4 Tips to make buying your first home easier

Buying a home is always exciting. This is especially true if it’s your first home. But it’s also stressful, takes a lot of your time and, certainly, costs a lot of money. This is why you need to be sure that you get it right. It’s not the kind of purchase that you can easily return if you change your mind. A lot of research is required to be sure that you’re buying the right house, in the correct neighbourhood and at a price that suits you.

Importantly, when buying a house, you need to be sure that it feels right. Whether you feel it in your heart, mind or gut, you need to make sure you’re comfortable and confident with your decision. To help you get started on what can sometimes be a long and tricky choice, here are a few tips.

Are you sure you’ll be living in it for a while?

If you buy a home and have to move soon afterwards, it’s possible you may lose out on a lot of money. Try to be certain, as much as you possibly can, that you’re going to be living there for at least five to 10 years. This is how long it takes to ensure you’ve recouped your buying and selling costs. Bond and transfer costs can be quite pricey, so it’s essential that you’re sure you won’t lose all of this money. If you do have to move soon after buying due to a family emergency or job opportunity, you might have to consider keeping the property and renting it out in order to ensure you don’t lose money. Of course, if you decide to rent it out, you’ll need to consult law guides around buying or selling property to make sure you know your rights and responsibilities as a landlord.

Ensure you have enough money saved for a deposit

Before you even think about looking at properties and dreaming about your favourites, it’s important that you start saving enough for a deposit. There are some banks which don’t require you to put down a deposit depending on your financial situation, but many banks do require at least a 10% deposit. After all, putting down a deposit will save you many thousands of rands, so it’s in your best interest to be able to put this amount down. Saving money is not easy, but there’s always at least one thing that everyone can cut out of their budget. Try quitting, for instance, that daily habit of takeaway coffee or lunch, try to give up smoking or resist your propensity to enjoy after work drinks each evening.

Know what you can really afford

It’s easy to get swept up in the excitement of buying a home. But before you let yourself get swept up by large windows letting in lots of natural light and freshly refurbished wooden floors, it’s important that you know what you can really afford. Estate agents will try and sell you the biggest and most expensive house possible. It’s up to you to know what you can truly afford when factoring in extras like insurance, maintenance and the cost of moving. That way, you’ll have all the information at hand when seeing agents and can prevent yourself being talked into buying more than you can afford.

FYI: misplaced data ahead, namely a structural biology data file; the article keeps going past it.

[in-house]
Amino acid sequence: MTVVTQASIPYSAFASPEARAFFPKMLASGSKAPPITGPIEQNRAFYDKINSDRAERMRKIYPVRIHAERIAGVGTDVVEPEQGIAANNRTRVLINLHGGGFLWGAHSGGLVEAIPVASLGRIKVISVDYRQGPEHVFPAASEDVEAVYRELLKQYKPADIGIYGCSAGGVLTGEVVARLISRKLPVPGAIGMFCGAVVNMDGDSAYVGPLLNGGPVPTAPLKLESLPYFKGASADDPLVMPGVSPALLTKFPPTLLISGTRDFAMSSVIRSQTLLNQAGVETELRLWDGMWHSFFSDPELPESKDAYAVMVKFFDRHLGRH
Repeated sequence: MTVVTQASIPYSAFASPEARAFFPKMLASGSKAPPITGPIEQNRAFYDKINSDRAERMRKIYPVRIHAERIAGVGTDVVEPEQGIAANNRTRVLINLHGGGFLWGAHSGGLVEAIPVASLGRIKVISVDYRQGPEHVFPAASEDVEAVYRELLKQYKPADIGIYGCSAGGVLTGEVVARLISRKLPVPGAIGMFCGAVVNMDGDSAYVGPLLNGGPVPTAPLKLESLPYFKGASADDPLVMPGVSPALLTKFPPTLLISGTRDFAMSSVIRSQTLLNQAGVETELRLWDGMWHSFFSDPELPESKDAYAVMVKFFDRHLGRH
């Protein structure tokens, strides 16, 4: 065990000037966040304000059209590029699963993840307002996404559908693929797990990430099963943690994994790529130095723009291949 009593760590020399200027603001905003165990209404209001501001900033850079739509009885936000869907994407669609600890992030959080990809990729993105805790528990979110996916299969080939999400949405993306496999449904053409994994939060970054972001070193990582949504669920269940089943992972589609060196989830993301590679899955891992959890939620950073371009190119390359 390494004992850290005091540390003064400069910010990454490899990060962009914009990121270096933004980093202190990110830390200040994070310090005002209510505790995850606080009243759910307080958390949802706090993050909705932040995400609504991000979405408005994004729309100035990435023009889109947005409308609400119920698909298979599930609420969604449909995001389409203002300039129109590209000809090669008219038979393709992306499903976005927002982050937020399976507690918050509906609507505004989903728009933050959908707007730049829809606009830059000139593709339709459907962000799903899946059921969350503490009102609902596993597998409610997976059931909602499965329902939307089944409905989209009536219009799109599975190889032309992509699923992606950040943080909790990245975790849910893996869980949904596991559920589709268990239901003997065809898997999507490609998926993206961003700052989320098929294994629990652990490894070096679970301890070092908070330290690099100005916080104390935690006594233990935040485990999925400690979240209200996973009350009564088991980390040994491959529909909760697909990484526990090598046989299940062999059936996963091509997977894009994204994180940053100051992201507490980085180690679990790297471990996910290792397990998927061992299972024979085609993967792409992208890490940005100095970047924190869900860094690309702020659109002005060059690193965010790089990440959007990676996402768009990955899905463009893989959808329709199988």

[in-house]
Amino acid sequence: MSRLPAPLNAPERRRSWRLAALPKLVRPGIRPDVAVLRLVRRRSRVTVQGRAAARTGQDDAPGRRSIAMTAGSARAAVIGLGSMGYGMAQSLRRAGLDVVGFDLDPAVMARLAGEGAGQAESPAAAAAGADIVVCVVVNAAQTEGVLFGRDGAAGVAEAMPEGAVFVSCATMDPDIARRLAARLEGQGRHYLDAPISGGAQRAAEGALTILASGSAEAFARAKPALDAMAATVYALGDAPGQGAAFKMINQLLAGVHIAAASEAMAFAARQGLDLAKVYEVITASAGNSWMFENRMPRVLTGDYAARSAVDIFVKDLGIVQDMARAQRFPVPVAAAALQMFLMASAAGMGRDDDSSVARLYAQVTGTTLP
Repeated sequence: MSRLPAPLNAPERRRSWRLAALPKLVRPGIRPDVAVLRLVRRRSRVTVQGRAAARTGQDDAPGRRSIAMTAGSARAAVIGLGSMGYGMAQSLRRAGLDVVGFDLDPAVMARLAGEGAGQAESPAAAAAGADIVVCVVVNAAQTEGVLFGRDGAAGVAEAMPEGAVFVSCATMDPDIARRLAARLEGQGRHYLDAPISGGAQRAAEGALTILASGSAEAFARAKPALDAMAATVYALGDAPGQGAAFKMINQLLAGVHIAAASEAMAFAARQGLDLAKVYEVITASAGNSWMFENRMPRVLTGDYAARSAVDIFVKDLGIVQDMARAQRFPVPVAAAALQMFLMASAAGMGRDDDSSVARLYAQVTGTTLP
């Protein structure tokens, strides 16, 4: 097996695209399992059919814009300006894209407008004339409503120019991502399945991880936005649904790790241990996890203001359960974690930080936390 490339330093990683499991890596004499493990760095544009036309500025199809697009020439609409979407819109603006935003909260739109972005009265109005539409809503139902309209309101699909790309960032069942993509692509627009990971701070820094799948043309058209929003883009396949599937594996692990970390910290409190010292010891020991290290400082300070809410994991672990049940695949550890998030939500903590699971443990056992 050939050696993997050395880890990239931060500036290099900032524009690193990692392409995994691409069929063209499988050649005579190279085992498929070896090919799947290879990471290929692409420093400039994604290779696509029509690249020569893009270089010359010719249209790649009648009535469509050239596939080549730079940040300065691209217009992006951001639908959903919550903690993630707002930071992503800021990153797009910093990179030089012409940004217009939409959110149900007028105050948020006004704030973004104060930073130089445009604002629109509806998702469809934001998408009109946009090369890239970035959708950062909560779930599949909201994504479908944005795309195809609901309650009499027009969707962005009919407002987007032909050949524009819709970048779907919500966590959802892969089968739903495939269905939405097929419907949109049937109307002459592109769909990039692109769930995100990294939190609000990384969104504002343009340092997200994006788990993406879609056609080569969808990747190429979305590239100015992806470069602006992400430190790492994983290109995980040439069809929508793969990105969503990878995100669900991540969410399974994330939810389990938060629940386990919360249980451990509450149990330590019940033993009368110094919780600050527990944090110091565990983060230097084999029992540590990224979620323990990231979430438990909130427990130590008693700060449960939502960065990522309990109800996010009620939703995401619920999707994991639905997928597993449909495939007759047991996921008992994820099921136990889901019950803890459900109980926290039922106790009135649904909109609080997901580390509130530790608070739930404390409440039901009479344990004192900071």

Know what you need versus what you want

Yes, you might dream of having a five-bedroom home with three bathrooms and plenty of space to relax. But do you really need all those things? If you’re a single person with no plans to settle down and have children within the next 10 years, you likely don’t need such a big house. But if you do think that’s a possibility within the near future, be sure to shop for a little more space. Knowing what you truly need versus all of those nice-to-haves will make it so much more simple to buy your first home. Write down your list of wants and needs. Consider taking it with you when you go to viewings so that you can write down notes about each house you see. When you see five different houses on one day, they can soon start to blend together and you’ll quickly forget details about each house.

Carefully choose the neighbourhood you want to buy in

You might already know where you’d like to buy. But have you really thought about the logistics of living there? Sometimes, something as simple as living in the same street as a school can severely impact your lifestyle due to traffic you hadn’t been expecting. It’s really important that you think about your lifestyle and how the neighbourhood you live in will impact that. For instance, you may enjoy spending your free time outdoors. A small apartment in the city would therefore not be ideal. And if you do enjoy the hustle and bustle of the city, living out in a rural area wouldn’t quite suit you. Don’t forget to also check out essentials like crime statistics, resale value and nearby amenities.